26th September 2012 : visit to two schools with Sunanda Nawale (staff at the head office) and a UNESCO representative

Visit of a Balwadi (nursery school) in Somatne (30km from Pune)

“The little pairs of multicoloured sandals are neatly lined up against the wall. The children greet us with a shy Namaste, they are very touching in their blue and white uniforms.

The classroom is decorated with many works of handicraft on the walls and tables. The supervisor explains that she aims at developing the children’s curiosity and making them learn while playing.
The teachers make also some handicraft articles to sell in the surrounding villages in order to make some more money. They show us the results : bags, doormats, typical bed-covers, etc.

They came from the whole district ; all have been trained by Vanasthali. One of them said that, thanks to Vanasthali, she was able to give her children a better education.

They say that the beginnings had been difficult, because of their families and neighbours’ lack of understanding : villagers were not favorable to seeing these women dancing and singing during their training. Finding a place to teach in was another difficulty. But they have acquired much consideration, mentalities are evolving from the inside.

The women start to understand that they can change their own conditions and have an influence on the rest of society without directly challenging the old traditions.

Some of them would like to go to university but it is difficult because the government doesn’t give grants to promote further education in rural areas.”

Léa Arson Compiled and translated by M.N. Fraysse and P.Portoleau

Visit to a « hobby class » at Sangvi (Pimpri Chinchwad, near Pune)

“Teachers and children had prepared an exhibition with the last term’s work. We were amazed seing their creativity. Many devices were made with recuperated or natural materials like lentils, used goblets, sandals made with used plastic bottles... this was an occasion for the teachers to show the quality of their work and everyone’s improvements. An official from the state government was also there. In Hobby classes, the teachers don’t work independantly as in a Balwadi ; but teach one hour a day in government or municipal regular schools, in addition. But they are trained and paid by Vanasthali. The children are more motivated and evidently progress, which is a source of satisfaction for the Vanasthali teachers.”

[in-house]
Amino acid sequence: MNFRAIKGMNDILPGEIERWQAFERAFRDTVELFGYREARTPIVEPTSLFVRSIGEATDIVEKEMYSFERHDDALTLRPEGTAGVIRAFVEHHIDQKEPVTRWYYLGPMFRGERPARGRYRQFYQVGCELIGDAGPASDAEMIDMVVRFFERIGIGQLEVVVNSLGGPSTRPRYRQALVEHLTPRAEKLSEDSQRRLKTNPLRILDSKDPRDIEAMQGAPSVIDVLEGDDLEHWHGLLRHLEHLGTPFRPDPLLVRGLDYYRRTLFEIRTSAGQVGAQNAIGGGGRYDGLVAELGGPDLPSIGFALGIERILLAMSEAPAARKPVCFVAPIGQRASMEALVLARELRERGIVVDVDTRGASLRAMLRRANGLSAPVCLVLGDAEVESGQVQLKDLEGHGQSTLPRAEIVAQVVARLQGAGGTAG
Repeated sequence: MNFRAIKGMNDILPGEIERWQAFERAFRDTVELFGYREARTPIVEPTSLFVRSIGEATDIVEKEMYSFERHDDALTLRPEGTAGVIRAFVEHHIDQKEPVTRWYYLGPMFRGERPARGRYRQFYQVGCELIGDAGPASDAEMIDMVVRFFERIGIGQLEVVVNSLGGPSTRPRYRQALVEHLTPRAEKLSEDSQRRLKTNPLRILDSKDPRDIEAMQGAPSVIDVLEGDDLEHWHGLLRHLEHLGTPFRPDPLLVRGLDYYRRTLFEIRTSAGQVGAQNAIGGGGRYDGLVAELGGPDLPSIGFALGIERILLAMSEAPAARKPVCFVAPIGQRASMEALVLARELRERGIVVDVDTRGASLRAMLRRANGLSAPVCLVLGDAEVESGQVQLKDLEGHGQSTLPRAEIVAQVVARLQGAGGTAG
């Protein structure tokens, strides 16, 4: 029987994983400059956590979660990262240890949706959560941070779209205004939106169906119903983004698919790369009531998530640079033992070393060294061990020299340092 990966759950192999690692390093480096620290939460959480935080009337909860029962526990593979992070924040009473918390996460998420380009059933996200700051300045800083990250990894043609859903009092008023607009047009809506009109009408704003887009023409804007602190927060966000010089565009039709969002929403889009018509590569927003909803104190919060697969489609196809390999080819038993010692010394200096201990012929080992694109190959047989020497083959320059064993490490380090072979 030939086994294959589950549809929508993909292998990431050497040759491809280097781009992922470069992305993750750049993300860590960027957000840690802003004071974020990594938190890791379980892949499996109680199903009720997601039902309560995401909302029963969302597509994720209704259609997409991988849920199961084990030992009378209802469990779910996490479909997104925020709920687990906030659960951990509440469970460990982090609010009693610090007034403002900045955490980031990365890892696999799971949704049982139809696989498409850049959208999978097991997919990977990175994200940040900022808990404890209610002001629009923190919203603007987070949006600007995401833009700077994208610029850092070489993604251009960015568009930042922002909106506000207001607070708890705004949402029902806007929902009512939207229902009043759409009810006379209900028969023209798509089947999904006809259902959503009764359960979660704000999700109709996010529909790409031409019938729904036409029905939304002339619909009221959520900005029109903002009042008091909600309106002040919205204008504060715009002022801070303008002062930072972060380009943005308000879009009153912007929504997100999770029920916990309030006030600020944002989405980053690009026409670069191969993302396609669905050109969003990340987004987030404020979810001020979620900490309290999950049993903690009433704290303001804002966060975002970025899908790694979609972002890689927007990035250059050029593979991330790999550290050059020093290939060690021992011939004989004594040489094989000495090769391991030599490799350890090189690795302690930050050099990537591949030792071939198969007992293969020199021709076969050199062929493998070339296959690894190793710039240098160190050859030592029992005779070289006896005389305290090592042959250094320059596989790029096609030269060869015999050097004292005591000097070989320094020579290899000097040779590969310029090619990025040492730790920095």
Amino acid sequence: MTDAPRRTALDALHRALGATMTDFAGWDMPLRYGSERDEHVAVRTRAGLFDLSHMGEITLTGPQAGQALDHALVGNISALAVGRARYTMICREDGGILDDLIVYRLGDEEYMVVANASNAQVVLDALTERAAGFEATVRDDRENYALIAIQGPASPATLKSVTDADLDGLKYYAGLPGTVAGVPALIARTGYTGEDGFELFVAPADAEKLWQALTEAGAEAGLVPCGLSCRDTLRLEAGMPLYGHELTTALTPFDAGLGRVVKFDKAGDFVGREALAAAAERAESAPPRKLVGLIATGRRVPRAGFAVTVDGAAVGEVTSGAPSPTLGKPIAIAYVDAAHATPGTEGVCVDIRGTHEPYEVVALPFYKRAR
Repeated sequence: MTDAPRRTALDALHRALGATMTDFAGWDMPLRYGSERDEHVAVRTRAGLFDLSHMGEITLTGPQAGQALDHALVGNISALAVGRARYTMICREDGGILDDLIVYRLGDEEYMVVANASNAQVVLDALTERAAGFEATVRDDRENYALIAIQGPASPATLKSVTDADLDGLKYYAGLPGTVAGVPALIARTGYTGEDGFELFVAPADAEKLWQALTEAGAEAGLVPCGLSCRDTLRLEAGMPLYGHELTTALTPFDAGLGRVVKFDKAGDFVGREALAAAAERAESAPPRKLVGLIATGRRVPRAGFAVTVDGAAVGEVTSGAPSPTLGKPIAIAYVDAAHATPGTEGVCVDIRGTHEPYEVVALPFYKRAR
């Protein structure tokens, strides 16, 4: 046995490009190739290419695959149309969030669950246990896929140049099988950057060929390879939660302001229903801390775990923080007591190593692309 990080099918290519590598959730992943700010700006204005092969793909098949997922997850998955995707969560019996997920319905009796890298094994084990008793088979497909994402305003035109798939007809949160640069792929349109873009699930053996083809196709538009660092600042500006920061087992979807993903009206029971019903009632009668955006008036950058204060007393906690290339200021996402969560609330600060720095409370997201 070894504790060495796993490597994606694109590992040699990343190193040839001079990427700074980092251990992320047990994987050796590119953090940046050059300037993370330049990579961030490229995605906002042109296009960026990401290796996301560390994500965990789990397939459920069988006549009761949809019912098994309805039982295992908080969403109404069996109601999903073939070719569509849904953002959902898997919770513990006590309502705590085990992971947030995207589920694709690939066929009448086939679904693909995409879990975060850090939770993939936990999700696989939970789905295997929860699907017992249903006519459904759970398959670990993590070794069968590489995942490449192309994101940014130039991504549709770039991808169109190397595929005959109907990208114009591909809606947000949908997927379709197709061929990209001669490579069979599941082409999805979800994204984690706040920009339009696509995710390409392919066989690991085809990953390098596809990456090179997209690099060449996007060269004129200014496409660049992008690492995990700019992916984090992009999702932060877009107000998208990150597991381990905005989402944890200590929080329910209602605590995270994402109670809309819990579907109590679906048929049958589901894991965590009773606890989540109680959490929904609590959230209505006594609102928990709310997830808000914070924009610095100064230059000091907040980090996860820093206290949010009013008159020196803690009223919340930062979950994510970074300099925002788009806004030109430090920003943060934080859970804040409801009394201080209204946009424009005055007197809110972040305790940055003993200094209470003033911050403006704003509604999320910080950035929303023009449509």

Léa Arson Compiled and translated by M.N. Fraysse and P.Portoleau

A meeting of the supervisors in the hall of the Student Welfare Association

“When I entered the hall, I saw about 50 women, sitting on the floor, forming a bright multicoloured sight. All of them are Vanasthali supervisors. They have come from 10 different districts for the week end, along with a few donators (more than 100 donators had been invited, though).

The meeting starts with Madhuri Purandare, Nirmala’s daughter, presenting the marvelous book she wrote and illustrated, to teach Marathi in a pleasant way. Then the supervisors started discussing, and showing each other the articles they made in their respective centres : invitation cards, dolls, drawings.... They talked about their problems, their solutions, and the progress they noticed in the children.

Aparna announced the celebration of the 25th anniversary of the Baramati centre for which she is responsible. The 600 Vanasthali teachers are invited for this occasion next December. All applauded.

The dinner is a good opportunity for me to come to know them. They want to know what I’m doing, whether I like the food, how I live here, if I cook for myself.... They show me some pictures of their children, talk about their husbands... Most had prepared the food for the family during their absence, while others had their daughters in law taking over the responsibilities of the house.

Sujata (37 y.o.) says she had worked in a nursery school for several years but when she met a Vanasthali member, she decided to join the association as a supervisor in Kolhapur. She likes children and wanted to contribute to social work. She teaches children who can’t attend school (one is busy at home, and another deprived of lower limbs).

Asifa works in a remand home. She explains that the children there are lacking the education which is usually given by the family, hence their difficulties in studying. She helps them in Marathi, mathematics, English, history, and geography during 90 minutes every morning before school.

These women acting with simplicity and humility, though strongly implied, are very moving.

For the night, the big meeting hall is transformed into a dormitory.

It is just a few days since the “teachers’ day” : so, the following day was the occasion for attributing awards to the best teacher trainer, the best balwadi teacher and the best supervisor. They were given 1000 roupies each.

After lunch, they will go back to their towns and villages, by train or bus, and they will share their experience with the other teachers who will make good use of it with the children and trainees.”

Léa Arson Compiled and translated by M.N. Fraysse and P.Portoleau

en/testimonies.txt · Dernière modification: 15/11/2012 08:50 par mnfraysse